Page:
the reason why something is done or used : the aim or intention of something
the feeling of being determined to do or achieve something
the aim or goal of a person : what a person is trying to do, become, etc.
I have come to believe that all of us are wired to seek our purpose—our aim. We are constantly in the process of becoming, whether we realize it or not. And that we don’t truly have peace of mind until we find and live according to whatever that is. It’s like a hole we’re all born with, waiting to be filled, and nothing else but our gift will do.
Living and working without that can be draining. You are literally at odds with yourself. Depending on the degree to which this happens, it can be the expressway to some form of burnout.
They say that when the student is ready, the master appears. At some point in my engineering leadership journey, I came across an executive coach who literally changed my life without him knowing. There are precious few resources on Khalid Halim online, but one day I came across this phenomenal conversation with him. In it, he shares the backstory of his personal mission which he describes as “I gotta fix the way we work before my kids grow up and go to work one day.”2
This was a “quake moment” for me. Despite not having kids myself yet, it put into words something I had been feeling inside for years at that point. I didn’t know it at the time, but the clarity it gave me set an internal process (a purpose) in motion for me that culminated in eventually stepping into leadership coaching. Fixing the way we work became the mission I subscribed to, one that is meaningful to me beyond comprehension.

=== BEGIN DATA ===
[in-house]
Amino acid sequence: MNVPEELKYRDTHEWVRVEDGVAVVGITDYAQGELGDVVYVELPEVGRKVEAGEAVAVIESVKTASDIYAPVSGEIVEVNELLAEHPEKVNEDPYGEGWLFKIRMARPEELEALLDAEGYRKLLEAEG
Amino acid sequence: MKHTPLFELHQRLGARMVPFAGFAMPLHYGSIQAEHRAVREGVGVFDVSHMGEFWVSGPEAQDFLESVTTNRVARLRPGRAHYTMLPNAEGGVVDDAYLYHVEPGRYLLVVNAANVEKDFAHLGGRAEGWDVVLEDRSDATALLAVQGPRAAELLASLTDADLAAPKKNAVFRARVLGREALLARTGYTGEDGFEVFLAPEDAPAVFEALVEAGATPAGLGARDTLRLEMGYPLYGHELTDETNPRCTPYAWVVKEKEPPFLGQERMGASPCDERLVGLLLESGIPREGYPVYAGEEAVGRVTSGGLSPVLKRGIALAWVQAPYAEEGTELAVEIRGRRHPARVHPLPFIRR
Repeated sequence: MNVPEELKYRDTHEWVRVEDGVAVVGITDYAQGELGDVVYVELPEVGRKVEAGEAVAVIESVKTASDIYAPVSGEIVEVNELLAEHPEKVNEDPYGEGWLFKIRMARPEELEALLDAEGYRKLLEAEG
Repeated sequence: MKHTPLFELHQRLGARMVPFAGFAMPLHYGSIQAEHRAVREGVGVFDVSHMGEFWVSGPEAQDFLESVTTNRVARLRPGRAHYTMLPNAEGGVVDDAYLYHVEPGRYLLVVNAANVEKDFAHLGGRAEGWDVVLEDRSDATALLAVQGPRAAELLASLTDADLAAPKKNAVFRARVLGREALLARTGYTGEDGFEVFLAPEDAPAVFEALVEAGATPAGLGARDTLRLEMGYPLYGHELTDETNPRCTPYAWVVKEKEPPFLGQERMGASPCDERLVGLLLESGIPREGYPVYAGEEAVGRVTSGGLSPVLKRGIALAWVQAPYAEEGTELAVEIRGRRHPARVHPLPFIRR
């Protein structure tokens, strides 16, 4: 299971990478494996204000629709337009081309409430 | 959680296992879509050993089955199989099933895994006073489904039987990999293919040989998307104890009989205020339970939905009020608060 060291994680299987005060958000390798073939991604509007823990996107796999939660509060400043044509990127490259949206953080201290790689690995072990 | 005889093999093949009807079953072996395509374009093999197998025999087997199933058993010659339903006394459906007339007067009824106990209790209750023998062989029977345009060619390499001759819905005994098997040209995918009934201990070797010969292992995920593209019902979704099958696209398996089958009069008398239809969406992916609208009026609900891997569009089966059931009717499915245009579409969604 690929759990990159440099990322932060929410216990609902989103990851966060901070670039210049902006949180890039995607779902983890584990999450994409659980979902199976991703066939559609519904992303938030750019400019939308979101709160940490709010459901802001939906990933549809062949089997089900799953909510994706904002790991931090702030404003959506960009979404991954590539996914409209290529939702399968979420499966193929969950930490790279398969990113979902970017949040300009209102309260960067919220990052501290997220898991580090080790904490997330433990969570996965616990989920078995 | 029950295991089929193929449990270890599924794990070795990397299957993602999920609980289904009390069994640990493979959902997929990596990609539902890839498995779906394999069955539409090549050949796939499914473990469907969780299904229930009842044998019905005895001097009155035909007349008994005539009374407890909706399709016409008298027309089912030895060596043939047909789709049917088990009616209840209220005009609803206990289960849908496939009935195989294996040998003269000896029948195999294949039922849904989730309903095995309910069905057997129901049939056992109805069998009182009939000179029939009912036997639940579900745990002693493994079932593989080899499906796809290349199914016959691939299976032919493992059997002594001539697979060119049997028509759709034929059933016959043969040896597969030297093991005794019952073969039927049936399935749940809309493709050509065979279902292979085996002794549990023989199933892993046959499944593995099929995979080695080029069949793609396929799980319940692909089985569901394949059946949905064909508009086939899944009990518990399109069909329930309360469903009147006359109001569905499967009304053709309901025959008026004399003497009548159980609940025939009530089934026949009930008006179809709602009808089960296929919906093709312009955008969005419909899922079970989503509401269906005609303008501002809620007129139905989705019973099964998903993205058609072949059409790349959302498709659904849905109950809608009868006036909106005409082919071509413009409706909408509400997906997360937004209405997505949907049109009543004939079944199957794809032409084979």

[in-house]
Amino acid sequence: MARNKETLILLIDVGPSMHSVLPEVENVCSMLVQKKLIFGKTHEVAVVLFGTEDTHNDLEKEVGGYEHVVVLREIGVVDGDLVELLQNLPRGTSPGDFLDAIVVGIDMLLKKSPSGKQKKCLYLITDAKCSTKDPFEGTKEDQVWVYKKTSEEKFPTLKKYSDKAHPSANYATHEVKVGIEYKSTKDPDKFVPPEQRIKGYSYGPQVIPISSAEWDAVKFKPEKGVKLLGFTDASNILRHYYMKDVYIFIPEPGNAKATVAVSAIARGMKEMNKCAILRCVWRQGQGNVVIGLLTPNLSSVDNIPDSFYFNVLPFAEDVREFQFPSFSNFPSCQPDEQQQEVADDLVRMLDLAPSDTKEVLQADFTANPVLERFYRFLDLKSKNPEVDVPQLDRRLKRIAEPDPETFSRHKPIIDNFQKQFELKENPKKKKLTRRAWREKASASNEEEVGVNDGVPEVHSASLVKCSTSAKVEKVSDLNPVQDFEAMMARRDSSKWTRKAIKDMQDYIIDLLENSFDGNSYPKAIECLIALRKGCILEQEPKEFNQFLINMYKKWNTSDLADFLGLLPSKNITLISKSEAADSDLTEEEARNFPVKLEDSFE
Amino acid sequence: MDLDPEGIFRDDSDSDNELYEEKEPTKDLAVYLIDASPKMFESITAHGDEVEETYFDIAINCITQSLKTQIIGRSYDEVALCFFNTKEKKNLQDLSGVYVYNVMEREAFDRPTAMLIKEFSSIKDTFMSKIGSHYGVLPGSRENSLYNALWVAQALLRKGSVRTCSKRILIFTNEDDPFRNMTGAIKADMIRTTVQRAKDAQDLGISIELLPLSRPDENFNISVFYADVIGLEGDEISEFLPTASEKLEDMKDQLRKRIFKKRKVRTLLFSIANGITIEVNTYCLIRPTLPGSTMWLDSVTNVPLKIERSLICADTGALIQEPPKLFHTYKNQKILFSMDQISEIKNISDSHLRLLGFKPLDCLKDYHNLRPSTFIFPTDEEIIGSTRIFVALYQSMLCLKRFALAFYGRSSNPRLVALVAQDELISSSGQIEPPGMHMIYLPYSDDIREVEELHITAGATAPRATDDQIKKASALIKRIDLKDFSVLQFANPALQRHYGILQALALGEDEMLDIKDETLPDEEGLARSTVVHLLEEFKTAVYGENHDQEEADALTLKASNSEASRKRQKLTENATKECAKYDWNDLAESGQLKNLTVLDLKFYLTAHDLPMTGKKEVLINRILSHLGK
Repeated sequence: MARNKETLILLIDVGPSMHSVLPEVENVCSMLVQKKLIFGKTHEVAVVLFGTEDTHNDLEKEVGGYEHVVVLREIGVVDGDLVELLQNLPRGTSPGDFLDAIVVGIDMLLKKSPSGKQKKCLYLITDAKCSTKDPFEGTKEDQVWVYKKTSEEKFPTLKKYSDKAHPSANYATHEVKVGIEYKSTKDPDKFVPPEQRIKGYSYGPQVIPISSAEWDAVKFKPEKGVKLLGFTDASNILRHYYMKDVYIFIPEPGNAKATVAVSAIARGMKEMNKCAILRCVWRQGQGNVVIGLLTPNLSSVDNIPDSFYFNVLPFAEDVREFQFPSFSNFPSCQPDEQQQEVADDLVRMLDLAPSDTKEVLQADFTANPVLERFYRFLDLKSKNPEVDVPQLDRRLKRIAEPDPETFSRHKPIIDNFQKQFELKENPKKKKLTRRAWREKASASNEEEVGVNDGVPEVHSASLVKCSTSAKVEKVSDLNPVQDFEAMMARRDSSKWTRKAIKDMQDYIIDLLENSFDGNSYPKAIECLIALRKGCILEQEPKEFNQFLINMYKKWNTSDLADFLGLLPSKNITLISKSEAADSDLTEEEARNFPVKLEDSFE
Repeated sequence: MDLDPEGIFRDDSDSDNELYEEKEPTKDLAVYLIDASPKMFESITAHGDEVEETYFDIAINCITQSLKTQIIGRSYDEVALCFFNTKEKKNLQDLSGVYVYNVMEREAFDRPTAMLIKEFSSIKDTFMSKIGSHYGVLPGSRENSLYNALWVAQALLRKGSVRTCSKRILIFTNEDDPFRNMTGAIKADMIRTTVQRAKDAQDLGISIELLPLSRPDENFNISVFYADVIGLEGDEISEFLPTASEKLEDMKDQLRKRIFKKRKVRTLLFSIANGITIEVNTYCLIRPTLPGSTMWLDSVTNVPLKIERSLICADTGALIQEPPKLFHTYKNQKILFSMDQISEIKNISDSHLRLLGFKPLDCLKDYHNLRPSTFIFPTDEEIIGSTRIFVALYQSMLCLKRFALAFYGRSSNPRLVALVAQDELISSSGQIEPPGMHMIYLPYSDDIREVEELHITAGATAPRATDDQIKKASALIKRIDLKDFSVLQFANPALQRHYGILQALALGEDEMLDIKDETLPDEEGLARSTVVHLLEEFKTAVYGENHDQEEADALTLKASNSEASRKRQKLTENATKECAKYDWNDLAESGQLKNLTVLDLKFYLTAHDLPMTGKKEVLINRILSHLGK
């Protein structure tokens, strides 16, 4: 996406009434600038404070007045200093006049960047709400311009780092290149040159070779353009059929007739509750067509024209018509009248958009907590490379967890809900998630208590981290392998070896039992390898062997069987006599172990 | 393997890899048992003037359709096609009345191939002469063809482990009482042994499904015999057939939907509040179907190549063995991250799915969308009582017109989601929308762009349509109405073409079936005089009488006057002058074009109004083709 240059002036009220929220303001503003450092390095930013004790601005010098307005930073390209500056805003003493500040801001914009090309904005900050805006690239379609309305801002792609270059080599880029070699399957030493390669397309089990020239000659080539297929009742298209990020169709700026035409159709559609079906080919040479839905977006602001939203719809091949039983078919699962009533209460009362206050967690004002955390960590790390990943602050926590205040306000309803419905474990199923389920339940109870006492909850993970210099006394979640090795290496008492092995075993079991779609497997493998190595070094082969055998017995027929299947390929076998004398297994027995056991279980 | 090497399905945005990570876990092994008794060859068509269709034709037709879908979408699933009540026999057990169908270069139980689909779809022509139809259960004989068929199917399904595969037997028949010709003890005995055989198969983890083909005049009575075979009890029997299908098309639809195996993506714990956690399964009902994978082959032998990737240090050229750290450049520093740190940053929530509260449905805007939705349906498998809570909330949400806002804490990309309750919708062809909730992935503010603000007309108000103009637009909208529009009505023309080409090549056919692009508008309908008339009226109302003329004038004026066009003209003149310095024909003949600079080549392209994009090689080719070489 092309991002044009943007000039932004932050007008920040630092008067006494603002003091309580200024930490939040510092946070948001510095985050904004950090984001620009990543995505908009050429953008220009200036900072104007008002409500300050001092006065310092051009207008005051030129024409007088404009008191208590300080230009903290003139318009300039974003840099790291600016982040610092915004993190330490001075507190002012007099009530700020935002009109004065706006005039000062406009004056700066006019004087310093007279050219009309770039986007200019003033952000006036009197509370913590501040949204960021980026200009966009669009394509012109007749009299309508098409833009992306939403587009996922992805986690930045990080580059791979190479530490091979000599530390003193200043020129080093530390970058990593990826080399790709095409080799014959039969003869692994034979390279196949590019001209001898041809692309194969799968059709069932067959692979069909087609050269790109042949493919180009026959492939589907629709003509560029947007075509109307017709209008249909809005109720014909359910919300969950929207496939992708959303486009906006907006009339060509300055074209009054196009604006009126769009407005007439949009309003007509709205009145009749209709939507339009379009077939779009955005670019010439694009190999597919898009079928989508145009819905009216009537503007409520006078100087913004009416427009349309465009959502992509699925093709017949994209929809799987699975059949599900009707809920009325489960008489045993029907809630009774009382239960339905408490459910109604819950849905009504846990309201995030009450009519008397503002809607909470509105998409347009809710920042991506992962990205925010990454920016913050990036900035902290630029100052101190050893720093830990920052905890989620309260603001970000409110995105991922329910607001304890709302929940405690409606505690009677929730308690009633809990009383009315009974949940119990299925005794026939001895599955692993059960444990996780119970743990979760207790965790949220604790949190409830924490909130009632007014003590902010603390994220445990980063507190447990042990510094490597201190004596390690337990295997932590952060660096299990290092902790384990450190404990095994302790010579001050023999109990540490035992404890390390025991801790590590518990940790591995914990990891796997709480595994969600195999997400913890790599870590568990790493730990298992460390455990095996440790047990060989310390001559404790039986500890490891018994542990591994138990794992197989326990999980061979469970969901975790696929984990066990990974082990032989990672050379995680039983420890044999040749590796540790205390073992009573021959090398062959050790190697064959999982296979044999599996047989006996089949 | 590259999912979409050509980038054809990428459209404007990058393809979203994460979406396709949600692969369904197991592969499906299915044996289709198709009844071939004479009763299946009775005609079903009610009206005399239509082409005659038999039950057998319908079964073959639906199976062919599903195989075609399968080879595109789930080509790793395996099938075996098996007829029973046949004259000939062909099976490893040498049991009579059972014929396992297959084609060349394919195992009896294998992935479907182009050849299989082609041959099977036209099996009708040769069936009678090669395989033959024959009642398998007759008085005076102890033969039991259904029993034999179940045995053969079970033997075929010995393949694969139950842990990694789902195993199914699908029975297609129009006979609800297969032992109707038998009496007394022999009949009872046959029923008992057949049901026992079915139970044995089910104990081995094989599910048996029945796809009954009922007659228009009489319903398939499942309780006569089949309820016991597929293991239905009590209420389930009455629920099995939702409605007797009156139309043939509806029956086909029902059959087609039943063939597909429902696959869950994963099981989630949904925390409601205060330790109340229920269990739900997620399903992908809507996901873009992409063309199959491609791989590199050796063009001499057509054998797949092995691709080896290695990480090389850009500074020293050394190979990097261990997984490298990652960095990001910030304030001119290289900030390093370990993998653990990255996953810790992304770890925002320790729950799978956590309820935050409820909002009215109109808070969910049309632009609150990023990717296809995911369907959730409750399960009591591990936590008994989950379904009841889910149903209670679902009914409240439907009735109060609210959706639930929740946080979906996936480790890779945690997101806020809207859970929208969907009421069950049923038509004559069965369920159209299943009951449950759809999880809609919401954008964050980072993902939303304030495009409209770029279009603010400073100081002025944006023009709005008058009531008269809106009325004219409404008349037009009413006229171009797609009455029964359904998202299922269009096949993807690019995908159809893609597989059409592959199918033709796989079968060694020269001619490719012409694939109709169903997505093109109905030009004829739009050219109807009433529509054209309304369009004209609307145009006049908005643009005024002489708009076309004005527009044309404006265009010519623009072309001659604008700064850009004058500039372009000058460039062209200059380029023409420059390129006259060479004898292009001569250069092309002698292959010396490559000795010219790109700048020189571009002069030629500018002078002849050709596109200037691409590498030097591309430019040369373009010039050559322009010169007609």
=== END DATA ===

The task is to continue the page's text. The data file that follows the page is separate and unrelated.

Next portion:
🧭 Purpose Compass
While I’m sure I thought a lot about those career decisions at the time, today I recognize there were some deeper forces at play inside me.
Portuguese neuroscientist António Damásio, author of Descartes' Error: Emotion, Reason and the Human Brain, argues that emotions are an integral part of the decision-making process, providing crucial information that guides our choices. He believes that emotions and reason are not opposed to each other but rather work in tandem to help us make optimal decisions.3
In retrospect, I recognize I was being guided by three main emotional forces:
Minimize regret. Morgan Housel wrote, “Regrets are a dangerous liability because their final costs are often hidden for years or decades. And decisions that are easiest in the short run are often the most costly in the long run.” All the decisions above took the option that was hardest in the short run (leaving my parents, moving away from my girlfriend, letting go of a well paid VP Engineering job). But if I imagine myself a few years into the future, how much would I have regretted not having tried this thing? Ultimately, the pain of moving to a new country alone (twice) and leaving loved ones behind was overridden by the anticipated future pain of never having tried it.4
Prioritize growth. I was endowed with an insatiable curiosity, for which I am very grateful. They say curiosity killed the cat, but I can only say good things about it (and, by the way, my cat is incredibly curious and is still around, 12 years later). Looking back, every major career decision I made was driven by the curiosity about what might await on the other side, which luckily has always smothered the equivalent fear of the unknown.
Self-belief. Curiosity overcame fear because of an undying belief in myself, and the confidence that I can learn whatever—what is usually called “growth mindset”. This is a tricky one, though. It’s weird to hold the polarity of simultaneously feeling “never enough” and the undying belief that “I can for sure figure it out”. This is probably where strands of psychology that believe the mind is split in different parts probably are on to something.
Again, these guiding principles have all gotten clearer to me only in hindsight. Now I can’t “unsee” them. And I hope you can’t either.